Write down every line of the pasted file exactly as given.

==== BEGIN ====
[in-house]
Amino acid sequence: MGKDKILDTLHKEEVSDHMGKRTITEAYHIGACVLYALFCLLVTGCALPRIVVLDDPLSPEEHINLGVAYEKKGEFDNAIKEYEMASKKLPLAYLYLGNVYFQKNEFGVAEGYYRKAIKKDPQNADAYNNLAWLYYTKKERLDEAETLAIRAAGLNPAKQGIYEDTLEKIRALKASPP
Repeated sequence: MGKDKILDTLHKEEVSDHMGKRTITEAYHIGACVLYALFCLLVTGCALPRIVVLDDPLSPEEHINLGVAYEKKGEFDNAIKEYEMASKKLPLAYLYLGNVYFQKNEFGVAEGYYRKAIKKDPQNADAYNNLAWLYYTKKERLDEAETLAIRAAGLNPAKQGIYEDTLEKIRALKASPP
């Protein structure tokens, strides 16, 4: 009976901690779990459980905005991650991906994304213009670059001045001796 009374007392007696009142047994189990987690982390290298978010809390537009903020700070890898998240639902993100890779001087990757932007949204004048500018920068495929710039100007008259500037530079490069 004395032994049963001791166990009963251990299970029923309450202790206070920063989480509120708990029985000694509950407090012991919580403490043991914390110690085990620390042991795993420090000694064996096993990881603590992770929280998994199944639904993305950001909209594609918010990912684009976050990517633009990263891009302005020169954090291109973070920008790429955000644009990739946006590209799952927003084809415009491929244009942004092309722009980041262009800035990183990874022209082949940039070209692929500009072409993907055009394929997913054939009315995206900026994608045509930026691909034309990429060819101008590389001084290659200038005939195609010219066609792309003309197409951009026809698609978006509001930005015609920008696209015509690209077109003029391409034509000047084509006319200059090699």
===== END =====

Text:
[in-house]
Amino acid sequence: MGKDKILDTLHKEEVSDHMGKRTITEAYHIGACVLYALFCLLVTGCALPRIVVLDDPLSPEEHINLGVAYEKKGEFDNAIKEYEMASKKLPLAYLYLGNVYFQKNEFGVAEGYYRKAIKKDPQNADAYNNLAWLYYTKKERLDEAETLAIRAAGLNPAKQGIYEDTLEKIRALKASPP
Repeated sequence: MGKDKILDTLHKEEVSDHMGKRTITEAYHIGACVLYALFCLLVTGCALPRIVVLDDPLSPEEHINLGVAYEKKGEFDNAIKEYEMASKKLPLAYLYLGNVYFQKNEFGVAEGYYRKAIKKDPQNADAYNNLAWLYYTKKERLDEAETLAIRAAGLNPAKQGIYEDTLEKIRALKASPP
């Protein structure tokens, strides 16, 4: 009976901690779990459980905005991650991906994304213009670059001045001796 009374007392007696009142047994189990987690982390290298978010809390537009903020700070890898998240639902993100890779001087990757932007949204004048500018920068495929710039100007008259500037530079490069 004395032994049963001791166990009963251990299970029923309450202790206070920063989480509120708990029985000694509950407090012991919580403490043991914390110690085990620390042991795993420090000694064996096993990881603590992770929280998994199944639904993305950001909209594609918010990912684009976050990517633009990263891009302005020169954090291109973070920008790429955000644009990739946006590209799952927003084809415009491929244009942004092309722009980041262009800035990183990874022209082949940039070209692929500009072409993907055009394929997913054939009315995206900026994608045509930026691909034309990429060819101008590389001084290659200038005939195609010219066609792309003309197409951009026809698609978006509001930005015609920008696209015509690209077109003029391409034509000047084509006319200059090699």